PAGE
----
Data from human biopsies are scarce, and they do not provide a link between the cellular tropism of SARS-CoV-2 to the observed anosmia. Some studies explored olfactory epithelium obtained from autopsied patients with COVID-19 patients. Results are rather controversial so far. A study performed on four samples did not find the virus in the olfactory epithelium by immunohistochemistry (Kantonen et al., 2020). A study based on 33 samples from autopsied patients explored specifically the presence of the virus by RT-qPCR (Meinhardt et al., 2020). They observed the presence of the virus in the olfactory epithelium in 20 patients (∼60%) and in the olfactory bulb in 3 (∼10%). While the authors conclude that SARS-CoV-2 must thus infect OSN allowing it to enter the brain through olfactory bulb invasion, the study does not present any evidence of the presence of infected neurons by immunohistochemistry in the olfactory bulb. Another study focused on biopsies from olfactory epithelium of living COVID-19 positive patients (Chung et al., 2020). In this work, the authors only observed the presence of a few SARS-CoV-2 infected macrophages in the olfactory epithelium but no other cells were found SARS-CoV-2 positive. However, the delay between biopsies and SARS-CoV-2 infection detection was not presented in this study. As biopsies were harvested from patients already suffering from anosmia, it could be that they were performed several days after the onset of the COVID-19 infection and the virus could then be already mostly eliminated from the nasal cavity if a similar kinetic of virus clearance from the nasal cavity occurs in hamsters and humans. If so, earlier human biopsies could be very informative as the virus would be present and impact the olfactory epithelium mostly during the first 4 days following infection. Thus, so far more studies are required to evaluate to which extent the impact of SARS-CoV-2 on the olfactory epithelium differs from the model based on the hamster study. The fact that very few studies observed the presence of SARS-CoV-2 in human OSNs indicates that it may be a rare occurrence (Ellul et al., 2020; Matschke et al., 2020). In any case, it must be noted that the very rapid recovery of smell usually described in both humans and rodents may not be consistent with the timing of olfactory neuron regeneration (which is thought to take 10 or more days; Kondo et al., 2010; Liberia et al., 2019). However, as the onset of infection is very difficult to assess in humans, further studies are required to understand these events.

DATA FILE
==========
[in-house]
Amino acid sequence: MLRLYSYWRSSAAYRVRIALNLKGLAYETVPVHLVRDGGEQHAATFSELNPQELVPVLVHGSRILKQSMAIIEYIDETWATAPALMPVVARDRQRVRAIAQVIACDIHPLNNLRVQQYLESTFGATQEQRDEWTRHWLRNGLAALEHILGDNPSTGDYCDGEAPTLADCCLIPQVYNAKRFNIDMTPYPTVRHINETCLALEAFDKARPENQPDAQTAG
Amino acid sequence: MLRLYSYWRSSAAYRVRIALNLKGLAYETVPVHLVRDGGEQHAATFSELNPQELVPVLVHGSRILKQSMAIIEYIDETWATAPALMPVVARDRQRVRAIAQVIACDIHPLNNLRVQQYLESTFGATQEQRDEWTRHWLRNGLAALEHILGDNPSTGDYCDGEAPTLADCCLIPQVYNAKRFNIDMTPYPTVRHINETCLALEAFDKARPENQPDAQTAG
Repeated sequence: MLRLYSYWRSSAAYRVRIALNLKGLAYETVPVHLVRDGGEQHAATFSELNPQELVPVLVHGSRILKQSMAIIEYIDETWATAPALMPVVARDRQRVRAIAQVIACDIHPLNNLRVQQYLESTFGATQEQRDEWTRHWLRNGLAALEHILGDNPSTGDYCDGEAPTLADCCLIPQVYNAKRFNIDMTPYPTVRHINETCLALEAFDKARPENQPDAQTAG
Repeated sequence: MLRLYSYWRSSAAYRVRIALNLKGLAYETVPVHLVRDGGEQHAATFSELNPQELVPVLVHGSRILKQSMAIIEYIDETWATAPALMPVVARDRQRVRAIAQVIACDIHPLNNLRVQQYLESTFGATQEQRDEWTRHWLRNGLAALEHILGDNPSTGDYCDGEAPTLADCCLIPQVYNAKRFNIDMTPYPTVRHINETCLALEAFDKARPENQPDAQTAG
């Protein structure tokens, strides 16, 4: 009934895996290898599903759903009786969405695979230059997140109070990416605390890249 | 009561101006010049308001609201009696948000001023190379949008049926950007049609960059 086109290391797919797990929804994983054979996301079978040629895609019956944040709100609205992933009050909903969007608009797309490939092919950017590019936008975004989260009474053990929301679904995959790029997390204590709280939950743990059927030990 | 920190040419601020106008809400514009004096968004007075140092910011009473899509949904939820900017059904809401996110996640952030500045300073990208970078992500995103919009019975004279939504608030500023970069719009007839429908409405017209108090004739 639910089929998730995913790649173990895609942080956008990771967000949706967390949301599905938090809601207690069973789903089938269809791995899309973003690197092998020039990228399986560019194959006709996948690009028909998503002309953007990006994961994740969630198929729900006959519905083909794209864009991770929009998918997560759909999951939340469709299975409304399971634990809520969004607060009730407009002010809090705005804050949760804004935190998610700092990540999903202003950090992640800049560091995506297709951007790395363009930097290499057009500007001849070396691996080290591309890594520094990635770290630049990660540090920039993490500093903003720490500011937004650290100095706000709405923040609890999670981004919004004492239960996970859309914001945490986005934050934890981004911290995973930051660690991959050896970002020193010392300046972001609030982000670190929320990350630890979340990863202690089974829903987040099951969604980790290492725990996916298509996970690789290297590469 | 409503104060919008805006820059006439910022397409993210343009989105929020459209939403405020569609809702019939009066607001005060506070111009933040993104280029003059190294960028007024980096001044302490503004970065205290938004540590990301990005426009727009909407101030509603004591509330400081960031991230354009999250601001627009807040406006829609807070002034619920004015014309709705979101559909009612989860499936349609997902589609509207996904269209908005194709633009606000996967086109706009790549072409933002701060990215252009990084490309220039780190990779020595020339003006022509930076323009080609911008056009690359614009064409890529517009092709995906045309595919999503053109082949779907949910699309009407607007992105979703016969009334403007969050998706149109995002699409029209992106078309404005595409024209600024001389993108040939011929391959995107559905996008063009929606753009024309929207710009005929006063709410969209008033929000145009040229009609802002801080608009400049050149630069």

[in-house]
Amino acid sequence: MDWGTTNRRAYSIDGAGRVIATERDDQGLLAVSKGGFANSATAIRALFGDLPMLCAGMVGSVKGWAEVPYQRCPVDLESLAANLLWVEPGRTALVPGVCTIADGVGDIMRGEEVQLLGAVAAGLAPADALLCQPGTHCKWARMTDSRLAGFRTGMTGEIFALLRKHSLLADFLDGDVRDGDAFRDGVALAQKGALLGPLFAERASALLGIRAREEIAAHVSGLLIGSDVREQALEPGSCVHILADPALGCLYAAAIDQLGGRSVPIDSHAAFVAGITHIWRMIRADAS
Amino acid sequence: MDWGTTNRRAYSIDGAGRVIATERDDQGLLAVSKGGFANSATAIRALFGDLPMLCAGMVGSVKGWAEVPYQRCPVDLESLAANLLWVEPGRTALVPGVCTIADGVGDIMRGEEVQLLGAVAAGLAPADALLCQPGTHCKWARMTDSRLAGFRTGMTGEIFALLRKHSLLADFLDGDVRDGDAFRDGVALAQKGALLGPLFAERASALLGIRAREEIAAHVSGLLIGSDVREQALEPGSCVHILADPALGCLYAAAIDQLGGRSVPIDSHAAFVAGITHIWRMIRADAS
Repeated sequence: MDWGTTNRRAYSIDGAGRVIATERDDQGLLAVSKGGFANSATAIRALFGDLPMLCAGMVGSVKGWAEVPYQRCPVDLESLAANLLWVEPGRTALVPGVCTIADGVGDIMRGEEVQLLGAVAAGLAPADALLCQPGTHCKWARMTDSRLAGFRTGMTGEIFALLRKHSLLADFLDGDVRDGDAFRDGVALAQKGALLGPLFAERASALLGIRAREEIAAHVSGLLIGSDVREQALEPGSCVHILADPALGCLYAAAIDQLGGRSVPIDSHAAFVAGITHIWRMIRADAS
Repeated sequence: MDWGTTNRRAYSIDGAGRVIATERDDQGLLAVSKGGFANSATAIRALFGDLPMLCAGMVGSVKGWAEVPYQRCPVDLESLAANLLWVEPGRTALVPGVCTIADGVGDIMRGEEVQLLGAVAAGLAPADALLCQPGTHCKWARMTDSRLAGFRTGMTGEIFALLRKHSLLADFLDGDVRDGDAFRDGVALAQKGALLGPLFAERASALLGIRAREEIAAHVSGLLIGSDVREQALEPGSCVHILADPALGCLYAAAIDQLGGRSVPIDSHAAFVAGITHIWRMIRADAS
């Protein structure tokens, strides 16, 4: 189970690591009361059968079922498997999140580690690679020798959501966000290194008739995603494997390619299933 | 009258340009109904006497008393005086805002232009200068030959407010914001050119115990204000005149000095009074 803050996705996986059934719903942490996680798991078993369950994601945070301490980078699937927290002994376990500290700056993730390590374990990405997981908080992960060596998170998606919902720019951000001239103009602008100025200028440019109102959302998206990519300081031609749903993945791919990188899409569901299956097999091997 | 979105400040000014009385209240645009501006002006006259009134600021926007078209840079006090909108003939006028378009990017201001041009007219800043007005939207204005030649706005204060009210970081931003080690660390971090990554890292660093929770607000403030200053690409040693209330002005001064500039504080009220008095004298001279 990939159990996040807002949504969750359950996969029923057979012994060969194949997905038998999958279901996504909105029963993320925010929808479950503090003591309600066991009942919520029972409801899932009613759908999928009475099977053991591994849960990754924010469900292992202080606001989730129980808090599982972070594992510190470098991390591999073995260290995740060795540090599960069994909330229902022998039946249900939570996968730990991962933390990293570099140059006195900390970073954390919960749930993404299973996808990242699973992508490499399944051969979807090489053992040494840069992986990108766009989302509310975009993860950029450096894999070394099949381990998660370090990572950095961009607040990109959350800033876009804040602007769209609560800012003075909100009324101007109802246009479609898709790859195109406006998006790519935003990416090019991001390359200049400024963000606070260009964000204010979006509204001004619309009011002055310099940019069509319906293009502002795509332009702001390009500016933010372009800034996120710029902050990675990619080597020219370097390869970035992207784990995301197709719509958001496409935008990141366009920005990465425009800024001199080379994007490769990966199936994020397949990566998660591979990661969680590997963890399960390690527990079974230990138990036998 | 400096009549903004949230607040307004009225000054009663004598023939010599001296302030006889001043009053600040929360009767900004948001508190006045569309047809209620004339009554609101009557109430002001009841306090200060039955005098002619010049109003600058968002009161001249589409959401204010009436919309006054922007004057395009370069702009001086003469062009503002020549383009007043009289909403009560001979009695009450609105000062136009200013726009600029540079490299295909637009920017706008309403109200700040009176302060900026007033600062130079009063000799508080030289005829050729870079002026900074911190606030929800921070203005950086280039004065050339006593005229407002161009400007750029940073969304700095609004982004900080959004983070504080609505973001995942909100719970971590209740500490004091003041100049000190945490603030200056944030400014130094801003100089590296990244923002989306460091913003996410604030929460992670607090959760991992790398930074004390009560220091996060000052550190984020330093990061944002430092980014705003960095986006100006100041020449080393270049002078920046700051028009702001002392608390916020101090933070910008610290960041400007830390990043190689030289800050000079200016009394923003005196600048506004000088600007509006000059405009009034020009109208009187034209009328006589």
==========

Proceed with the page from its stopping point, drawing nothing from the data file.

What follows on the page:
Models to Explain COVID-19 Related Anosmia

Overall, most data indicate that the main targets of SARS-CoV-2 in the olfactory epithelium are sustentacular cells. Following their infection, most of the olfactory epithelium seems to be lost by desquamation as indicated by the presence of cellular debris in the lumen of the nasal cavity from numerous studies. This desquamation will remove part of the OSN population but could be accompanied by a loss of the dendrite layer of OSN where olfactory transduction occurs. These two consequences of the SARS-CoV-2 infection could explain the anosmia observed in COVID-19 patient. Subsequently two different scenarios could occur according to the physiological state of the infected individuals as well as the initial virus load. However, in healthy individuals the recovery would be fast due to the basal cells regenerating the olfactory epithelium. This recovery may be impaired by several factors:

Individuals characteristics. Indeed, aged and/or overweight individuals are much more susceptible to COVID-19 (Simonnet et al., 2020). The olfactory epithelium integrity declines with age (Doty and Kamath, 2014) and overweight individual often present an increased basal inflammation state in their tissue (Ellulu et al., 2017) which could also impair regeneration (Chen et al., 2019; Sultan et al., 2011). Infection by SARS-CoV-2 of olfactory epithelium already in an inflammation state may facilitate the virus infection efficiency as its receptor ACE2 is overexpressed during inflammation (Ziegler et al., 2020).